Bibliography[edit | edit source]
- Tocci, Jason. "The Well-Dressed Geek: Media Appropriation and Subcultural Style" (Paper given at the MIT5 conference. PDF, 180kb).
- Kendall, Lori. "'The Nerd Within': Mass Media and the Negotiation of Identity Among Computer-Using Men." Journal of Men's Studies, 7(3) (1999): 353-69.
- Kendall, Lori. "Nerd Nation: Images of Nerds in U.S. Popular Culture." International Journal of Cultural Studies, Vol. 2, No. 2, 260-283 (1999)
- Kendall, Lori. "'Oh No! I'm a Nerd!': Hegemonic Masculinity on an Online Forum." Gender & Society, 14 (2) (2000): 256-274.
Girl nerds[edit | edit source]
- Bucholtz, Mary. ""Why be normal?": Language and identity practices in a community of nerd girls." Language in Society (1999), 28: 203-223. Cambridge University Press.
- Newitz, A. & Anders, C. (Eds) She's Such a Geek: Women Write About Science, Technology, and Other Nerdy Stuff. Seal Press, 2006.
In Japan[edit | edit source]
- The Otaku Group From A Business Perspective (PDF, 366kb). Japan, 2004.
- Okada, Toshio. Otaku Gaku Nyumon (Translated: 'Introduction to Otakuology'). Ohta Verlag. Tokyo, 1996.
- Eng, L. "Otak-who? Technoculture, youth, consumption, and resistance. American representations of a Japanese youth subculture". 2002.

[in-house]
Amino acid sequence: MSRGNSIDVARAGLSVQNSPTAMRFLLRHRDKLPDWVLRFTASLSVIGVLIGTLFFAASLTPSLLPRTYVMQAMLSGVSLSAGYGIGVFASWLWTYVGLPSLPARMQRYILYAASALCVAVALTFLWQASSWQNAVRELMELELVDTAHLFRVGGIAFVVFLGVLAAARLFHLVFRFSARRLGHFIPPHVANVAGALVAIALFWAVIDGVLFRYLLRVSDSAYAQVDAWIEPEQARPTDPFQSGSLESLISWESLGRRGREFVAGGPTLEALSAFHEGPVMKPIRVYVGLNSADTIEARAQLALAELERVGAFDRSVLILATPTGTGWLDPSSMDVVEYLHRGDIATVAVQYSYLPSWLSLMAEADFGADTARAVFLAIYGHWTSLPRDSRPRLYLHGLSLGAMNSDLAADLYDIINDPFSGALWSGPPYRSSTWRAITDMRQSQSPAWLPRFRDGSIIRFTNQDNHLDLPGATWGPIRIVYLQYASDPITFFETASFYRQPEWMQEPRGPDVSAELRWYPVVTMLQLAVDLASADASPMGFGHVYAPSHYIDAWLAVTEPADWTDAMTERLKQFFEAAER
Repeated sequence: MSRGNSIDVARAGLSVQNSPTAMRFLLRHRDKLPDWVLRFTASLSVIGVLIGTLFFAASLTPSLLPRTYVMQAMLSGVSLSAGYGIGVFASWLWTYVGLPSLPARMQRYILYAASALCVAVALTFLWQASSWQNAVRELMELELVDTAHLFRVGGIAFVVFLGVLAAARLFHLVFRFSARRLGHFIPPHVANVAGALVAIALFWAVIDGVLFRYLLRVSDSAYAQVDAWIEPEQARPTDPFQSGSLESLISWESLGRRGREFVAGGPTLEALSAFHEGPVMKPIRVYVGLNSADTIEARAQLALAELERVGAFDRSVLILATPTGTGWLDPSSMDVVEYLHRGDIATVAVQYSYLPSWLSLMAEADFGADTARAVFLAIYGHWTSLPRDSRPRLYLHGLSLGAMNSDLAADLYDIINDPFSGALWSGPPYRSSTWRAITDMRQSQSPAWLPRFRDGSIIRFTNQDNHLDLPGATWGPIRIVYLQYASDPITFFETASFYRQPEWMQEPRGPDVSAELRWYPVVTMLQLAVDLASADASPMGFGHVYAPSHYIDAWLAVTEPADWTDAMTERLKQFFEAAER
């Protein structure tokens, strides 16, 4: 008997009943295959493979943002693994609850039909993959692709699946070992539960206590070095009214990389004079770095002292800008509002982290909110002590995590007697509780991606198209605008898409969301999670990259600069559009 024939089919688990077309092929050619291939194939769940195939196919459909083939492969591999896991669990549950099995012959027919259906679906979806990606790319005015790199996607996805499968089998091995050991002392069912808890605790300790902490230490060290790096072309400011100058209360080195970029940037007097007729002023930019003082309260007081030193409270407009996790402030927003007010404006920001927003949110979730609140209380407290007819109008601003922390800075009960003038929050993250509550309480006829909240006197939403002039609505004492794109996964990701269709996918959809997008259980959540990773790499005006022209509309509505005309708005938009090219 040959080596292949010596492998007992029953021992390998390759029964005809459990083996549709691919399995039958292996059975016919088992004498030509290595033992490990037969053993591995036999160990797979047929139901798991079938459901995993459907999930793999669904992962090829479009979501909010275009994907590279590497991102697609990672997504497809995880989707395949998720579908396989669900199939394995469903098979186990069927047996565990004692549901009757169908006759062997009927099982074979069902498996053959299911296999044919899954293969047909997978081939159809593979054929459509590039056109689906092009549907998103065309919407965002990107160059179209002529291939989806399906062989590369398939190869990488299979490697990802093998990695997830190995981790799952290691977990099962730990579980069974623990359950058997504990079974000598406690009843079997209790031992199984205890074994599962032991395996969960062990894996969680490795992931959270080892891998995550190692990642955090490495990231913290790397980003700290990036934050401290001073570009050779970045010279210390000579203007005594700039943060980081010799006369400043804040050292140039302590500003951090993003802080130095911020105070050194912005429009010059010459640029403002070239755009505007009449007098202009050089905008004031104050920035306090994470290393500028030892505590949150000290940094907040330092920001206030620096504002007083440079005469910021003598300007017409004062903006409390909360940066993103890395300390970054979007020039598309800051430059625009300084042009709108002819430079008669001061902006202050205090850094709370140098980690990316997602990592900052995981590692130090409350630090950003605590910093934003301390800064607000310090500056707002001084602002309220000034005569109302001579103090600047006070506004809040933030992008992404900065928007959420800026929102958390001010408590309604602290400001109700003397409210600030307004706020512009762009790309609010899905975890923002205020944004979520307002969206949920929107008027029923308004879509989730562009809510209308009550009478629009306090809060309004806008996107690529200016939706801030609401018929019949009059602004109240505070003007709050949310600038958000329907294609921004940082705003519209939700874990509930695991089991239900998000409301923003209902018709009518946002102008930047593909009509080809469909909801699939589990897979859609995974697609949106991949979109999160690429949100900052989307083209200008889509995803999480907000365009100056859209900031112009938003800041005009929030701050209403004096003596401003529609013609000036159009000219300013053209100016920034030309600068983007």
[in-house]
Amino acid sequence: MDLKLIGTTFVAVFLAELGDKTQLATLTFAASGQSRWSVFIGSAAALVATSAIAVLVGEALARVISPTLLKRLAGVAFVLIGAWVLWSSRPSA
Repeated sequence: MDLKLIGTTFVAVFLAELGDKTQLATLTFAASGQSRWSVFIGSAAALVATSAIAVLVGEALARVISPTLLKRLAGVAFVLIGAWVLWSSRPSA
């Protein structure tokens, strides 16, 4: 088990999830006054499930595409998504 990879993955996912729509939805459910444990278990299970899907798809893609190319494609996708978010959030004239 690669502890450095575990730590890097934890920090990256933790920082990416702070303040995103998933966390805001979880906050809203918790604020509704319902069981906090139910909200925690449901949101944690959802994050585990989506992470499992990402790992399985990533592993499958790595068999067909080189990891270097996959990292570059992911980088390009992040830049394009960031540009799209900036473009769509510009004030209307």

Substantial cinema-released documentaries[edit | edit source]
- $100 & a T-Shirt (2004) (A feature-length documentary on U.S. fanzine editors).
- Genuine Nerd (2006) (Feature-length documentary on Toby Radloff).
Background material[edit | edit source]
- Dinh, Diana. "The Gaming Geek Culture" (2001). Part of the Silicon Valley Cultures Project.
- Messner, M.A. & de Oca J.M. (2005) "The Male consumer as loser: Beer and liquor ads in mega sports media events." Journal of Women in Culture and Society, 30, 1879–1909.
- Frayling, Christopher. Mad, Bad And Dangerous?: The Scientist and the Cinema. Reaktion Books, 2005.
- Weeks, David. Eccentrics: A Study of Sanity and Strangeness. 2nd edition. Kodansha, 1997. (A sympathetic 200-sample study of English eccentrics, by a doctor in Edinburgh. He concludes that eccentrics are not mentally ill, and that many are saner than the general population)
Related Wikipedia Articles[edit | edit source]
Theories from psychology and sociology:
Gaming and RPG fan cultures:
Nerds in the media:
See: Wikipedia's list of nerds in the media